When owner Kit Stewart first saw this spot comprising three biospheres in the 137 hectares– rare Afromontane forest, Cape coastal fynbos and estuarine wetland – there were no roads, buildings or infrastructure to support what is now a 14-suite lodge. ‘I thought, I can do this but I’m not a hotelier and I have to run it my way,’ she says. Electricity, a road, water reticulation, and private sewerage plant – ‘that was a challenge’ – all had to be installed. And, she wanted to do it with as little an impact on the land and forest as possible, hence the ‘eco’ tag to the name. Accommodation is divided into three categories: Classic Tree Suites, Upper Tree Camp and Moroccan Tree Suites, all linked by a boardwalk laid out in a figure of eight through the forest. (Kit owns 16 hectares on a slope. The rest, which guests have access to, is run as through a Trust.)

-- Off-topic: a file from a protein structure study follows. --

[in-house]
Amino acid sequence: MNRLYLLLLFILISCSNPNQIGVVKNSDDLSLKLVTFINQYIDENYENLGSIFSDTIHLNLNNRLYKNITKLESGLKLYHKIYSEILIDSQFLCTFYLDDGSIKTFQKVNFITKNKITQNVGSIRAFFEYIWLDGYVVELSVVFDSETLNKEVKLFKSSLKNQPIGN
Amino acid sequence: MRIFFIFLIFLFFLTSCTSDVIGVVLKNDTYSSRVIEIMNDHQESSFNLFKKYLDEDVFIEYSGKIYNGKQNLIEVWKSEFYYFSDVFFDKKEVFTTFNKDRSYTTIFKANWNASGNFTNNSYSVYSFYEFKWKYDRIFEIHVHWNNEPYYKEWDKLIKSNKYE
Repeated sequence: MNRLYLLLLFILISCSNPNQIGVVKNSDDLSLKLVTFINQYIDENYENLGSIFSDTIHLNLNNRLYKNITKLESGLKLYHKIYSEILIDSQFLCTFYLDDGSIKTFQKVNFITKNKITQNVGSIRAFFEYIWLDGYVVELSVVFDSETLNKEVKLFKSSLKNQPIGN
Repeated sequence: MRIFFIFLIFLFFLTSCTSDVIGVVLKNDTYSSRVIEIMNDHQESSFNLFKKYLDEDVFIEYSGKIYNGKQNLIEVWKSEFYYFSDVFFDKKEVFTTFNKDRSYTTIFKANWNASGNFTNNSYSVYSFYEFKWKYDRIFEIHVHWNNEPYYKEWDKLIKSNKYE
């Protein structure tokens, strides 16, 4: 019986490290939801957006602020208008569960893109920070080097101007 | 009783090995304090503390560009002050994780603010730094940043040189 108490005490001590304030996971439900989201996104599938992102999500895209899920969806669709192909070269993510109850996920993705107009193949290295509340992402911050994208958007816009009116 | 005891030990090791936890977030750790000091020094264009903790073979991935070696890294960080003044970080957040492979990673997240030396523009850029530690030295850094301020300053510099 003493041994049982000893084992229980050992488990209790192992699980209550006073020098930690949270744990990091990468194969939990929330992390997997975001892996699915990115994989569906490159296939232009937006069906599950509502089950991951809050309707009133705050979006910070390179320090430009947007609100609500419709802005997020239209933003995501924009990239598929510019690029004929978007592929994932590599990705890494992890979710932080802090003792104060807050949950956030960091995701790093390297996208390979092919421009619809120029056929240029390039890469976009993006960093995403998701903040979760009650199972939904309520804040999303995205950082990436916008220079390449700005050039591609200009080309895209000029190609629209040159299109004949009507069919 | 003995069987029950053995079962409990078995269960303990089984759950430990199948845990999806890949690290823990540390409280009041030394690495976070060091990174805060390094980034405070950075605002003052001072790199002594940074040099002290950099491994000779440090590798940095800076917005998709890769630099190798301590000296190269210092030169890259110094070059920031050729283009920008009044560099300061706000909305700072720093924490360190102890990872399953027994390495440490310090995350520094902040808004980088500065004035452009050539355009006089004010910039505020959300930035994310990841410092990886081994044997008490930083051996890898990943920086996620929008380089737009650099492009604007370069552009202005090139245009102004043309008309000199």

Conservation techniques were utilised in the build. No wet cement was allowed near the ground. Instead a ‘foot’ was put into the earth with a pole on top and stones and boulders laid around it. Much of the lodge’s furniture is made of vegetation not native to South Africa such as wattle. Poplar, also an alien, was used in the construction of the buildings. And, as part of her ongoing commitment to conservation and ethical practice, Kit insists that as much as possible of the edible produce be organic and bought locally.